solenoid

nMagnetspule f; solenoid switchMagnetschalter m
Collins German Dictionary – Complete and Unabridged 7th Edition 2005. © William Collins Sons & Co. Ltd. 1980 © HarperCollins Publishers 1991, 1997, 1999, 2004, 2005, 2007

solenoid

[ˈsəʊlɪˌnɔɪd] n (Phys, Elec) → solenoide m
Collins Italian Dictionary 1st Edition © HarperCollins Publishers 1995
References in periodicals archive ?
[USPRwire, Fri Mar 15 2019] Looking at the current market trends as well as the promising demand status of the " Automotive Solenoids Market " it can be projected that the future years will bring out positive outcomes.
In order to produce magnetic field strength measurements that would allow a wide range of students to be successful with this task, a set of prewrapped solenoids was designed and calibrated.
The 70 newly developed items include 34 models of Bosch series starter solenoids (T&X No.B50-B85), 11 models of Hitachi Series Starter Solenoids (T&X No.H46-56), 16 models of Valeo Series Starter Solenoids (T&X No.V40-55), and some Mitsubishi & Denso Series Starter Solenoids.
Solenoids, coils of wire used to generate a controlled magnetic field, can be found virtually everywhere parts are in motion, from sorting millions of envelopes daily at the U.S.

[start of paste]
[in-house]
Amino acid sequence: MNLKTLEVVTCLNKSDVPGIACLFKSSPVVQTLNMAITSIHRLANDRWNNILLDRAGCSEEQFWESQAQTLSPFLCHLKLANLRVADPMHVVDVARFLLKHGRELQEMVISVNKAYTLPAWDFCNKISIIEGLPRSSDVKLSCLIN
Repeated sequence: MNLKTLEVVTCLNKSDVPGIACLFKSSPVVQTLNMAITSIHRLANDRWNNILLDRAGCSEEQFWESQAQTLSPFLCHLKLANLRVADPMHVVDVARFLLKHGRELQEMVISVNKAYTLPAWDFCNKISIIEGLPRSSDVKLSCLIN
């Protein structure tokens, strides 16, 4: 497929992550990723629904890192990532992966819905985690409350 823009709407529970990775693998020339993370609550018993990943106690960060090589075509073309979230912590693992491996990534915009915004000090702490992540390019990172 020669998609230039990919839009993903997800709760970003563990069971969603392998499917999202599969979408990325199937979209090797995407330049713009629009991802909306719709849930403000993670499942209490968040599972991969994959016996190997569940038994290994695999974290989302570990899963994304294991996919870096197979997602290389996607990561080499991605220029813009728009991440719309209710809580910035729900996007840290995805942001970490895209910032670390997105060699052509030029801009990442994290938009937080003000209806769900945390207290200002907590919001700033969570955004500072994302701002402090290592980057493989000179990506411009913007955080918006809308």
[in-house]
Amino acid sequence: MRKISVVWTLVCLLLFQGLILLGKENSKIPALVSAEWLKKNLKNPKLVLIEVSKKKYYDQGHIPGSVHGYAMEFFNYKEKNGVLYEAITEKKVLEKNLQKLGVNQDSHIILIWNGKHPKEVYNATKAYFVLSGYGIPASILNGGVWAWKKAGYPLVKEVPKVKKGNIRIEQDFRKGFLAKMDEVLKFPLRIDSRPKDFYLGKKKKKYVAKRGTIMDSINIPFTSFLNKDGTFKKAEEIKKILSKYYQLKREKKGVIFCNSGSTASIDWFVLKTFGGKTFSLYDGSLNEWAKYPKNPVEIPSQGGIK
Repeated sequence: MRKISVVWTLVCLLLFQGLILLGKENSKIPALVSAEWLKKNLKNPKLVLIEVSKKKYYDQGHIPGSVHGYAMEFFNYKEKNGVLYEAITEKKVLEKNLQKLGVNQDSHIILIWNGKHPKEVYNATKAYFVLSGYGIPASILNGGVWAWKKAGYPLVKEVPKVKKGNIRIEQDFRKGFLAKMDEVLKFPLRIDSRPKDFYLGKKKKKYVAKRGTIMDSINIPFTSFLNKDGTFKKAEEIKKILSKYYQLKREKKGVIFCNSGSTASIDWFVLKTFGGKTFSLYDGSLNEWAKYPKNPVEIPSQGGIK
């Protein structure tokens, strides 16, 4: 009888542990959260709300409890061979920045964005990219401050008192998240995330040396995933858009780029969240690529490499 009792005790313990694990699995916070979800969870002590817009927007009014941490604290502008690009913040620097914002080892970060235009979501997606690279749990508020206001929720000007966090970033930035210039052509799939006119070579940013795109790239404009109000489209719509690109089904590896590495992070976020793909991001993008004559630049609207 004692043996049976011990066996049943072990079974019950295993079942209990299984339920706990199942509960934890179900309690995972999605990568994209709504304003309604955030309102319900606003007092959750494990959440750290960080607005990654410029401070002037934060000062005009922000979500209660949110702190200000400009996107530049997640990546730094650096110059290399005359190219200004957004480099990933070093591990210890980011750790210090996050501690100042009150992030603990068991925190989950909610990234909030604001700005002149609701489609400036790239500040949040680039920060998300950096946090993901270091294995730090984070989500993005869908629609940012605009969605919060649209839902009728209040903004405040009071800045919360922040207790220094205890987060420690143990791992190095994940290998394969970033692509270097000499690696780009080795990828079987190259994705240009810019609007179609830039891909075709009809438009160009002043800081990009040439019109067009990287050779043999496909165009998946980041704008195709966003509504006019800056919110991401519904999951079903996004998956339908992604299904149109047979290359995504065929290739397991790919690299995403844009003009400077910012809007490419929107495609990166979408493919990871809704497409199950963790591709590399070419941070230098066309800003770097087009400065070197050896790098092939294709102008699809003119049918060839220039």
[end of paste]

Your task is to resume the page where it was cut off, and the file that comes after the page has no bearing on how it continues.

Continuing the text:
For stage-2 damping, different types of solenoids were constructed and tested, in order to understand the nature of magnetic field formed inside the solenoid.
It requires an input of 7-12VDC to the VIN pin to operate; this is a separate requirement from the 24VDC that the solenoids need.
Measurement of the external magnetic field close to a long solenoid confirms that, in the vicinity of the electron beam, the field is uniform to within around 10% for the 0.50 and 0.75 m solenoids but not for the 0.25 m length solenoid.
Intended for remote or renewable energy applications where rechargeable or standard batteries or capacitors are used, the new Geeplus range of small Push-Pull solenoids is presented as a robust solution for a number of applications requiring a significant holding force using minimal power.
The company formerly known as Westool was established in St Helen Auckland in 1946 and in its heyday it employed over 1,000 people producing solenoids for a variety of industrial applications.
Recovering in intensive care, John struck on the solution of how to power his 'Rim Combi' locking system, which would be the world's only electronic replacement for the traditional 'Yale' type lock cylinder: He said: "While waiting for my operation, despite being severely disabled, I carried on with the designs using traditional solenoids which have been around since the early 1900s, but I couldn't get it to produce the power it needed to work properly.
This article compares the specific characteristics of solenoids and motors, their common properties, and those attributes that make each of these electromechanical devices unique for a specific medical motion application.
Failed solenoids are becoming all too common with the IHMEE's hydraulic system.